Have you ever been to a small town where they do a yearly “best in business”-type recognition in the local newspaper for businesses that stood out in quality or in their contribution to the community? Now, these awards can definitely breed some feelings of competition amongst local business neighbors, but they can also help to bring the community together through recognizing mutual successes that contribute to the health and growth of the town’s economy. That mom-and-pop shop that’s been around for 40 years? Maybe they deserve recognition for how long they have contributed to the town’s economic stability. The art gallery that features artwork from the local nursing home so they have the funds to reduce costs and improve things like food quality for their residents? Maybe they should be recognized for helping people who have lived in the community their entire life stay in the town they know and love as they grow old. The fact is, about 89% of all businesses in the US have less than 20 employees, and these are the businesses that keep communities healthy; they tend to create over 1 million jobs per year. Almost 20% of all US workers work for small businesses. So how do we recognize and thank these people who work in their local communities for companies whose names have probably never been heard of outside their tri-county area?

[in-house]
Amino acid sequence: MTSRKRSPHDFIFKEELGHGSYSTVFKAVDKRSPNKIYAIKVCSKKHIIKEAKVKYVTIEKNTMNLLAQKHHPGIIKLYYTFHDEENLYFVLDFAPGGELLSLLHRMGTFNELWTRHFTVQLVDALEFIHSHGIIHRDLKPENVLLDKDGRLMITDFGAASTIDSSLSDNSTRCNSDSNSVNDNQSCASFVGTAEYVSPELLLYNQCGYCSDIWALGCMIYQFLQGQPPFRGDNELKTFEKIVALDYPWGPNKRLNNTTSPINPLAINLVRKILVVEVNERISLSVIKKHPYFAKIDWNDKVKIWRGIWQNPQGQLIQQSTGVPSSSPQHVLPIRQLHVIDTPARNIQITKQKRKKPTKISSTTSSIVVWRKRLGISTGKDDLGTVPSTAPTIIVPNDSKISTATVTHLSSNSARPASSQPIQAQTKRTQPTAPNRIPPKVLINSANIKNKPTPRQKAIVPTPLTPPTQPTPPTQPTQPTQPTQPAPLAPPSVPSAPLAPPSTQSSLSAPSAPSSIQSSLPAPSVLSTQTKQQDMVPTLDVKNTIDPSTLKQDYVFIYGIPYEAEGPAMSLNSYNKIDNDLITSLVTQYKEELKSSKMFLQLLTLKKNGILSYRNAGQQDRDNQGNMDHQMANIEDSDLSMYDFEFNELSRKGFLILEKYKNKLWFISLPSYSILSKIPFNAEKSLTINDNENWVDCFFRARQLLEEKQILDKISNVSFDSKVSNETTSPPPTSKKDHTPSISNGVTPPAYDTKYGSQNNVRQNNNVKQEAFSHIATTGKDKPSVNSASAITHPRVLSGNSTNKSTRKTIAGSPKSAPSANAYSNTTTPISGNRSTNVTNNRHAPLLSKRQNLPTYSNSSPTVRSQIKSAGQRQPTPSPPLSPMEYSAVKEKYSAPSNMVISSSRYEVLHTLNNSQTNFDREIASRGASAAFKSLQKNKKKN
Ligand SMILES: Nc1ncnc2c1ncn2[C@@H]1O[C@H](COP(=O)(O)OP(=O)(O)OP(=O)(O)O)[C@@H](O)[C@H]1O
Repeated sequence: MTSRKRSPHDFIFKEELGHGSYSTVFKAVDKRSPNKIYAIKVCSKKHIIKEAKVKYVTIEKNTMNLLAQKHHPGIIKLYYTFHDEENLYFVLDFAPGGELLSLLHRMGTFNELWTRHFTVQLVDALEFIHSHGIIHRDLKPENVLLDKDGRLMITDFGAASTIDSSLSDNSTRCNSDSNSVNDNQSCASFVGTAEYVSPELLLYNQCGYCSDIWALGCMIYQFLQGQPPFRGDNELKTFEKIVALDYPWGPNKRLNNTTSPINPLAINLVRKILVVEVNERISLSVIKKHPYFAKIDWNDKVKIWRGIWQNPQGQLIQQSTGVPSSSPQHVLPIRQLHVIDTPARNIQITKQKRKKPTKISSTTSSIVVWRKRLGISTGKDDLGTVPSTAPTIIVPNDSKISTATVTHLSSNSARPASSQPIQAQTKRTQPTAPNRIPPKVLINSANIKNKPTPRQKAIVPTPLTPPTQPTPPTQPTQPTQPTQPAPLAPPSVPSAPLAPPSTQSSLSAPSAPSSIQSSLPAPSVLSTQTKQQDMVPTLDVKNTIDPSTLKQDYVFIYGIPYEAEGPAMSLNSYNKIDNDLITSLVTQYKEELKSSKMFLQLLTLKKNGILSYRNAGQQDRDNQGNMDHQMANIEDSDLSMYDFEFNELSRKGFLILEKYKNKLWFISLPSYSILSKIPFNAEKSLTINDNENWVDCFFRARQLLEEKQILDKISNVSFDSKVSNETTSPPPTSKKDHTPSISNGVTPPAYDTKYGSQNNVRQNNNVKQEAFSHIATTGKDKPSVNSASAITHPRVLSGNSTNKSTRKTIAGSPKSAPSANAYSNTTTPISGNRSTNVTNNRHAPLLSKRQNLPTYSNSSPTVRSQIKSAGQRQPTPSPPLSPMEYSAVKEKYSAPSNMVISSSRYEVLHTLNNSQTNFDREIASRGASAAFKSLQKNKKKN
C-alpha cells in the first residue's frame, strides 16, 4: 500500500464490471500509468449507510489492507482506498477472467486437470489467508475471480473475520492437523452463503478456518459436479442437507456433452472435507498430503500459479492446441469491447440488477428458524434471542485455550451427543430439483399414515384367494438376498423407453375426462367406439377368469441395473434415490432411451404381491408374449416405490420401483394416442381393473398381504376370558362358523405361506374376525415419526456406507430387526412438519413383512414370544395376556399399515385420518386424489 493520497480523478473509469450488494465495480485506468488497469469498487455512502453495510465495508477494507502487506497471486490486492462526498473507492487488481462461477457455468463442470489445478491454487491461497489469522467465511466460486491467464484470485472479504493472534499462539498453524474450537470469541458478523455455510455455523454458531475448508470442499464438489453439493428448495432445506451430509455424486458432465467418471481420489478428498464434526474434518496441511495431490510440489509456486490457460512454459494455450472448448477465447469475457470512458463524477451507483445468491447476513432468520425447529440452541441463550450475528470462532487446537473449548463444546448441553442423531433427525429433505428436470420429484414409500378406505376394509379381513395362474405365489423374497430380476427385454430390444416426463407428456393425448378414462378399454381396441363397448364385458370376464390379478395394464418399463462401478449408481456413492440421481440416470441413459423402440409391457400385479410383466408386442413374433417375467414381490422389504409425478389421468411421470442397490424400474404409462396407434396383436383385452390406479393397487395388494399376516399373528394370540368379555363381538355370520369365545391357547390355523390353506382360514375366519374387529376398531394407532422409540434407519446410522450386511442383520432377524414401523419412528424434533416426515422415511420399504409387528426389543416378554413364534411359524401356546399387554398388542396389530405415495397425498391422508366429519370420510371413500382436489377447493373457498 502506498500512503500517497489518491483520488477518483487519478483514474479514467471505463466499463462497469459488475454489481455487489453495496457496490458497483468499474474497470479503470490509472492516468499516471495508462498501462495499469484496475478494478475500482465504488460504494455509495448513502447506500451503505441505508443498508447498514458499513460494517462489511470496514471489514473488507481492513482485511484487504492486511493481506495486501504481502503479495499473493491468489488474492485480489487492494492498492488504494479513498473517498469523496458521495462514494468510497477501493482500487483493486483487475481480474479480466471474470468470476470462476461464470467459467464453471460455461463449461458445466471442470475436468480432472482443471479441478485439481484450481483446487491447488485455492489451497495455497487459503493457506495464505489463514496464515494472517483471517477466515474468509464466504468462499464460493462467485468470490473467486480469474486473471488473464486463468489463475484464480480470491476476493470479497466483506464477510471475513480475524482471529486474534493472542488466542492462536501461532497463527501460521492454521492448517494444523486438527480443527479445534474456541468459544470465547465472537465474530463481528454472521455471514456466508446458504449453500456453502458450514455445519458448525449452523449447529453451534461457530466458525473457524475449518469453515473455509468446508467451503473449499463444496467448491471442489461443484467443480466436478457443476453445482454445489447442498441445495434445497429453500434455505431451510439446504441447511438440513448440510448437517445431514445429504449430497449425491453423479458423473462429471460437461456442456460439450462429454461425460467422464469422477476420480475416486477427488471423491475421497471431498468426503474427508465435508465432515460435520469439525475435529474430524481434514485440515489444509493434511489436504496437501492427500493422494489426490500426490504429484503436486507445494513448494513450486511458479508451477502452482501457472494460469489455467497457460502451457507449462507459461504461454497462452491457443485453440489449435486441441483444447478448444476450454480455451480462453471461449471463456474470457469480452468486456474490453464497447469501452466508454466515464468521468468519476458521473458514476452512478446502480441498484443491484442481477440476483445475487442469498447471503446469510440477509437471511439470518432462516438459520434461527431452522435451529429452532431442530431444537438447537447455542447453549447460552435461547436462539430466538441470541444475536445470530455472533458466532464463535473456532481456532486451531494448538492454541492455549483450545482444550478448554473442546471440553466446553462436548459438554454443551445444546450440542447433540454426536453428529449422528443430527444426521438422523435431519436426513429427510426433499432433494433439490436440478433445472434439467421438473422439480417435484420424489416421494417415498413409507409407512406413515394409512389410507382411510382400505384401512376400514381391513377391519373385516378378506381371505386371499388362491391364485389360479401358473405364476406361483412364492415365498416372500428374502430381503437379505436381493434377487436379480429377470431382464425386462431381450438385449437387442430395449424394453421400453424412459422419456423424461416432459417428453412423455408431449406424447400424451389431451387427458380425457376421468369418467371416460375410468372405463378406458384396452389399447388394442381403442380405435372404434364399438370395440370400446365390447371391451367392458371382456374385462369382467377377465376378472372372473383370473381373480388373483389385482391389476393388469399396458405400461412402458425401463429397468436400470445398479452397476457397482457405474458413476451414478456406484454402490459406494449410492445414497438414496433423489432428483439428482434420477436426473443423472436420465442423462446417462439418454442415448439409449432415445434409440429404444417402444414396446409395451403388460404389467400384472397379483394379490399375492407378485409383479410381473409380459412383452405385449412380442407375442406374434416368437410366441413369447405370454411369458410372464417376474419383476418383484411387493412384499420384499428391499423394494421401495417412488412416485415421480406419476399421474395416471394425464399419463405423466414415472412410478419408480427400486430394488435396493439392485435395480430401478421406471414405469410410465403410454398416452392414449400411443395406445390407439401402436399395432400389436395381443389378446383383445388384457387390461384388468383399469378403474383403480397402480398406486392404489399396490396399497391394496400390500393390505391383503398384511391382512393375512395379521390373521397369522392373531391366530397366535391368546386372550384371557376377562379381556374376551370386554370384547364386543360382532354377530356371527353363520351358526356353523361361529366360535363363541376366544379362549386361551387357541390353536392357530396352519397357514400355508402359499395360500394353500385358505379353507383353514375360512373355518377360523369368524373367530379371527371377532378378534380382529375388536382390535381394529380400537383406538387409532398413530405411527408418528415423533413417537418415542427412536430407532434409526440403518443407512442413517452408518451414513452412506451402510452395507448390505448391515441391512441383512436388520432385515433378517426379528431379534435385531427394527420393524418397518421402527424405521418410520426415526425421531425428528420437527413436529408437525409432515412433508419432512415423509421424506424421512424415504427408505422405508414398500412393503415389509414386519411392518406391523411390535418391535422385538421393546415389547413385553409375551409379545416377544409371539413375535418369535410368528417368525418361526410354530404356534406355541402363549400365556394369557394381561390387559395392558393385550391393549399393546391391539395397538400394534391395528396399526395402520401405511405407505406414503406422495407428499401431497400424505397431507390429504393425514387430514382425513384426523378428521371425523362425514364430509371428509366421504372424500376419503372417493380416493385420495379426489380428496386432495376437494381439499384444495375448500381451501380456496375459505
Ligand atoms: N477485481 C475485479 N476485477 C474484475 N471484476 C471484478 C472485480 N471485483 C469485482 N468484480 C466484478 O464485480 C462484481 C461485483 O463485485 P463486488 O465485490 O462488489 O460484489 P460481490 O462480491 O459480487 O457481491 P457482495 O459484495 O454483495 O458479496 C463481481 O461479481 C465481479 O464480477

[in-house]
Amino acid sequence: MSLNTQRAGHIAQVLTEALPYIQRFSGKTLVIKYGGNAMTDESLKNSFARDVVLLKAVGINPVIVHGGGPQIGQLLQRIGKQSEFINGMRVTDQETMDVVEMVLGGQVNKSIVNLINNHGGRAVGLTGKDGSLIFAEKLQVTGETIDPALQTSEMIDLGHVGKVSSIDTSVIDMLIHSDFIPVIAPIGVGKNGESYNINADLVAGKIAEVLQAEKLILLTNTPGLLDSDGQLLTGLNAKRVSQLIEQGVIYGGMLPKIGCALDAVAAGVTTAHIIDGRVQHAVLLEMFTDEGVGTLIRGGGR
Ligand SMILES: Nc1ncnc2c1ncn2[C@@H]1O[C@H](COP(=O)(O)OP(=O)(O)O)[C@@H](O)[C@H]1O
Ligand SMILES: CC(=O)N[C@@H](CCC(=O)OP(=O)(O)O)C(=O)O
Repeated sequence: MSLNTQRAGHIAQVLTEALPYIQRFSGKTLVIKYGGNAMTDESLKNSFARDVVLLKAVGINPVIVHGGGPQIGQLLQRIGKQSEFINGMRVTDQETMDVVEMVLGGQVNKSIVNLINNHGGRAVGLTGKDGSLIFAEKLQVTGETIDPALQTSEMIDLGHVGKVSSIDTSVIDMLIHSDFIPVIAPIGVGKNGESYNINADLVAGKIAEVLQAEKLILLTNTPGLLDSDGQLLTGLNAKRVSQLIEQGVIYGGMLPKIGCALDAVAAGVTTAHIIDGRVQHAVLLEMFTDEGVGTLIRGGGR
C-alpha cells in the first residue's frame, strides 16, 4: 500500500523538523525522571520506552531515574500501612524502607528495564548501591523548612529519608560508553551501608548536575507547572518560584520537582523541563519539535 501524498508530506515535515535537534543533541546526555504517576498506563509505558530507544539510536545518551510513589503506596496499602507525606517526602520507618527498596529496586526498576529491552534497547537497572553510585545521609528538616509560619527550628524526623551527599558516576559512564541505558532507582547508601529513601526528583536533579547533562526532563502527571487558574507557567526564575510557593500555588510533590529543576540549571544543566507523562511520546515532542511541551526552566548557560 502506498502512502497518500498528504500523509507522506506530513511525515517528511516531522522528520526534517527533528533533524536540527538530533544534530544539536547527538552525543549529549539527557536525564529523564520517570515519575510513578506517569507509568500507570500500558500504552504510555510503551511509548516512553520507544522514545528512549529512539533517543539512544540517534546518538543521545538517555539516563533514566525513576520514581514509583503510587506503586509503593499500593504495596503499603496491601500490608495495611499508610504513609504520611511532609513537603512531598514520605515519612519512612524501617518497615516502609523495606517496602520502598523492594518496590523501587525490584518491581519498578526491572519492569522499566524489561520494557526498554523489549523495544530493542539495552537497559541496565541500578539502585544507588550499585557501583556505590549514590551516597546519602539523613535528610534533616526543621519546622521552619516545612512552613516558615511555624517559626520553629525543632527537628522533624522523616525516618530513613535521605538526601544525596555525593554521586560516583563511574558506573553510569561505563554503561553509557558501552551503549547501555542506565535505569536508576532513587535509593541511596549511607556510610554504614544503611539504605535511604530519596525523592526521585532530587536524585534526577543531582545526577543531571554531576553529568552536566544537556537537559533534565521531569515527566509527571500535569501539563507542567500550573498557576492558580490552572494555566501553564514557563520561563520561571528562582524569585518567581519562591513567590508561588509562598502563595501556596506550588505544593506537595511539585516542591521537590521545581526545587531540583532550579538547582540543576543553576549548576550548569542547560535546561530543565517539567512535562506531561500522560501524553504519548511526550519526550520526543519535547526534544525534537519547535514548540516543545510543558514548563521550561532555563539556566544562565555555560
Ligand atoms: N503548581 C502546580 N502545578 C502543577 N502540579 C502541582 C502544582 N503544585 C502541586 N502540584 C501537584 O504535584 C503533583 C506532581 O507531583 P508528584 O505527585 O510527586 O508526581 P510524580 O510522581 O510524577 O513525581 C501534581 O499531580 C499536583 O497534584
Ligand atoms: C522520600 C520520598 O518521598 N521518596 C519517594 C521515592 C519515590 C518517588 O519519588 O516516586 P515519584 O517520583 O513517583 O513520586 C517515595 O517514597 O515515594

How We Can Lift Each Other Up Locally
Awards don’t always have to be about competition or benchmarks; they can also be used as a way to say “Thank you” to a person or a business for the service they’ve given to their community. Recognition in the community through an announcement in the paper is great, but handing a tangible prize to someone, like an art glass award for a local distillery that brought tourism to the area, or an engraved plaque for the local dentist office that stayed open during COVID says something more. This idea even works within a small business; if you only have three or four employees, your daily interactions with them are likely already personal. But giving those three or four employees something like an engraved Christmas gift can make them feel like you value them as a sort of work family. These things might seem symbolic, but recognition that someone can hang on a wall or display on a shelf in their own space, private, professional or public, does a lot for morale and self-worth, of a person or a business. And the more people you have in your community who feel valued, respected and seen, the healthier and more tight-knit your town can become.